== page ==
Book Review: The Design of Web APIs

2 minute read
Title: The Design of Web APIs
ISBN: 9781617295102
Publisher: Manning
Pages: 389

I recently had a chance to read “The Design of Web APIs” from Manning Publishing. The book is inspired by “The Design of Everyday Things”, the legendary writing of Donald Norman, that I still own as an original hard-copy printed in 1990. I like this masterpiece not because I studied Donald Norman quite a lot during my PhD studies (especially during the Human-Computer Interaction course), but also it’s still very relevant writing.


The book provides a broad view of the decision-making process of API design with rich visualizations and comprehensive content in a beginner-friendly tone. However, it can also be useful for seasoned developers.

Men do not stumble over mountains but over molehills. Confucius.

The book covers a wide range of topics, starting from HTTP and REST API basics, to more complex topics such as decision making between REST, gRPC, and GraphQL. Inexperienced engineers can benefit from the book to strengthen their fundamental knowledge, and experienced engineers who are often expected to prepare guidelines, define standards and pick best practices for various topics (including APIs), can benefit from the book as a reference resource.


As someone who frequently sits in the interviewer chair, I came across many candidates who aren’t comfortable enough about the fundamentals web development, such as HTTP, REST and APIs. The fact is, nowadays, web frameworks hide a great deal of complexity running behind them, and especially engineers who got into coding by using a web development framework often fall into the convenience trap and miss some fundamentals. If you are a software engineer got into the industry with some web frameworks such as React, Rails, VueJS etc. this book can potentially uncover details that your framework hides.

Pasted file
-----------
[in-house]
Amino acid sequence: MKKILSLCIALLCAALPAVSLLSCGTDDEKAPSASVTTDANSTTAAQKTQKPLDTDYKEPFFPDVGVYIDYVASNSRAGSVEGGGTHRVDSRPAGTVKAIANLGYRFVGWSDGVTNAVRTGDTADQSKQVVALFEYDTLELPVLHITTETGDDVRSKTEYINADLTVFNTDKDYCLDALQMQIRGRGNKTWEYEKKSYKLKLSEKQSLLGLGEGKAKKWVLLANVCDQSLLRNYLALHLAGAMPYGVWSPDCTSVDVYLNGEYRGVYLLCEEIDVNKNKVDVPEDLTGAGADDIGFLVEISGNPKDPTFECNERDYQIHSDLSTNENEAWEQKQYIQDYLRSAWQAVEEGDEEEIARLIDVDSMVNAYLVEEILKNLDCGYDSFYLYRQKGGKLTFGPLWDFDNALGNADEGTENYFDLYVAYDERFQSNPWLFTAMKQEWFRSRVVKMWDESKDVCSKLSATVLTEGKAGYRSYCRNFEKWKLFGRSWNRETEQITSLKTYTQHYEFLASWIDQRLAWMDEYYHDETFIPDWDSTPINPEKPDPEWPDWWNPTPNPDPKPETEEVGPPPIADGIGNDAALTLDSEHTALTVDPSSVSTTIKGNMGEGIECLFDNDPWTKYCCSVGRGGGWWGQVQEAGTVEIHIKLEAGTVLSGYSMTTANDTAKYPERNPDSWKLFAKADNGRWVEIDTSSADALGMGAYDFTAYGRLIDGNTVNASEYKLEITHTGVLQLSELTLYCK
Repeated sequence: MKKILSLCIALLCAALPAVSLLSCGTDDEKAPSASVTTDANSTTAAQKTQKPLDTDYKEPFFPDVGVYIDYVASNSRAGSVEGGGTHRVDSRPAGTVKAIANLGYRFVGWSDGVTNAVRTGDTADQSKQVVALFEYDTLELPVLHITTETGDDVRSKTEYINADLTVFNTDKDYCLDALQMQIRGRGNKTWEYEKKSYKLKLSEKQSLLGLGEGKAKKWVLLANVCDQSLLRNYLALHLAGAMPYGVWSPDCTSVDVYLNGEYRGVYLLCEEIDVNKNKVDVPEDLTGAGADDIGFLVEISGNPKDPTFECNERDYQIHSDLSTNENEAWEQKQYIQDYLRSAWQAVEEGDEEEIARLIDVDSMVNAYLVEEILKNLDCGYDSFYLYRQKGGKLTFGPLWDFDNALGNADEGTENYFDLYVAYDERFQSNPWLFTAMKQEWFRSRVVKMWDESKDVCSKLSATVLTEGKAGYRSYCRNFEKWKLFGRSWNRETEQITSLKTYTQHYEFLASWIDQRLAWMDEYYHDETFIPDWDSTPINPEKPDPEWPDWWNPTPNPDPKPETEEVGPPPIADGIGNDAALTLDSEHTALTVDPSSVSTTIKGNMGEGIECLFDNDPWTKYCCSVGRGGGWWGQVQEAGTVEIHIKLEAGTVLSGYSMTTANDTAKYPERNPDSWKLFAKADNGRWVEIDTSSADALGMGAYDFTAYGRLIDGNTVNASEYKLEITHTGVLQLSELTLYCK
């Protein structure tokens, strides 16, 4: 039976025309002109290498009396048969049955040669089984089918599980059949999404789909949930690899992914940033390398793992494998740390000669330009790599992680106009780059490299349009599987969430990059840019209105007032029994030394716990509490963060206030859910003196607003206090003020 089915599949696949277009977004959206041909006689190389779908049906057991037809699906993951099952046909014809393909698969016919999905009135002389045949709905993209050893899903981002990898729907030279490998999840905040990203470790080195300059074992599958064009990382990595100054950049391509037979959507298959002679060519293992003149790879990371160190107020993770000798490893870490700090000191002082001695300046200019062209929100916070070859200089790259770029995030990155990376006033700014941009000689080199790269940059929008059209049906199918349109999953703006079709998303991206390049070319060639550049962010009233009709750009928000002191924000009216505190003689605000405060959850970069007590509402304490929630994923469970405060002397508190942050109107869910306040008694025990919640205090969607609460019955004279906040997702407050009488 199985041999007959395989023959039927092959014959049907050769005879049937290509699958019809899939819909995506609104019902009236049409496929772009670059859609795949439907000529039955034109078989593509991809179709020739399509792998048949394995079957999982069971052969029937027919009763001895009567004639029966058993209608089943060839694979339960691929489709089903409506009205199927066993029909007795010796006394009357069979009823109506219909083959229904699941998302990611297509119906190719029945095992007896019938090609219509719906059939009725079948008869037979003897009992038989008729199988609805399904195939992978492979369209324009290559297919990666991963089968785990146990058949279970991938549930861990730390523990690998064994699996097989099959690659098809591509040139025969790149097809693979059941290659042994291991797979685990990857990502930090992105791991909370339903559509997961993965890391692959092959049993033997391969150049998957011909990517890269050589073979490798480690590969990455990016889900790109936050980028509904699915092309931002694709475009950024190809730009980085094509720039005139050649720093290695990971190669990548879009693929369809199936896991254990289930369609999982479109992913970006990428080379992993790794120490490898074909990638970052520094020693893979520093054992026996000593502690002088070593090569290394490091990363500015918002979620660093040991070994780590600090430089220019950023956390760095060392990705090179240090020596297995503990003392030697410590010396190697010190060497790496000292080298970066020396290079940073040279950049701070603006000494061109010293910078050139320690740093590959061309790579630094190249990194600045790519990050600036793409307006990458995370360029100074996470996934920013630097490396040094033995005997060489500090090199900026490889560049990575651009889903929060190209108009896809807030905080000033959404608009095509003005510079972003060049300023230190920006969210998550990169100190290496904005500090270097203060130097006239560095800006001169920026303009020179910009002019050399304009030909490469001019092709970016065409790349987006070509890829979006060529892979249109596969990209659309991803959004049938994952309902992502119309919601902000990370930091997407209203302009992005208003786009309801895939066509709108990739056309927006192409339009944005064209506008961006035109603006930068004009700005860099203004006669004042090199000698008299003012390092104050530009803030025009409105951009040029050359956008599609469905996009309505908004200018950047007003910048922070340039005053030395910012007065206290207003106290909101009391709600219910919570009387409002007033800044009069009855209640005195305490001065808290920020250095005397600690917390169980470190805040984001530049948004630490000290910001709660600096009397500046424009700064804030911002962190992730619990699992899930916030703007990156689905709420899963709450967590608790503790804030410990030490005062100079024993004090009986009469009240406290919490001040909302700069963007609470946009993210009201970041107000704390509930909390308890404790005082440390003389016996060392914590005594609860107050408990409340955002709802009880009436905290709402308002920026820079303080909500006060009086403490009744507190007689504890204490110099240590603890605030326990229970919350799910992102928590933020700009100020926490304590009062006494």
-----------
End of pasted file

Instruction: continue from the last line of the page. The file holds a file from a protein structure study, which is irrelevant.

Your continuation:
Fundamentals don’t get old. Frameworks, languages and tools come and go, and usually faster than your pace of learning, but fundamental knowledge stays with you. HTTP is 32 years old, and it’s not going anywhere soon. REST is 25 years old and it is still widely used. On the other hand, I’ve been professionally programming for 11 years and I already changed tens of languages and frameworks, historically Classic ASP (not .NET!), PHP, Python, Ruby - and nowadays GoLang. My suggestion for inexperienced engineers would be to focus on fundamentals as early as possible in their careers, that will help them to become better decision-makers in the future.

Closing Words

Overall, I enjoyed the book! It’s a comprehensive resource for anyone interested in API design, independent of experience level. Experienced engineers can toss off the reading in a couple of days, while engineers new in the field can take their time and benefit from the rich content and visualizations.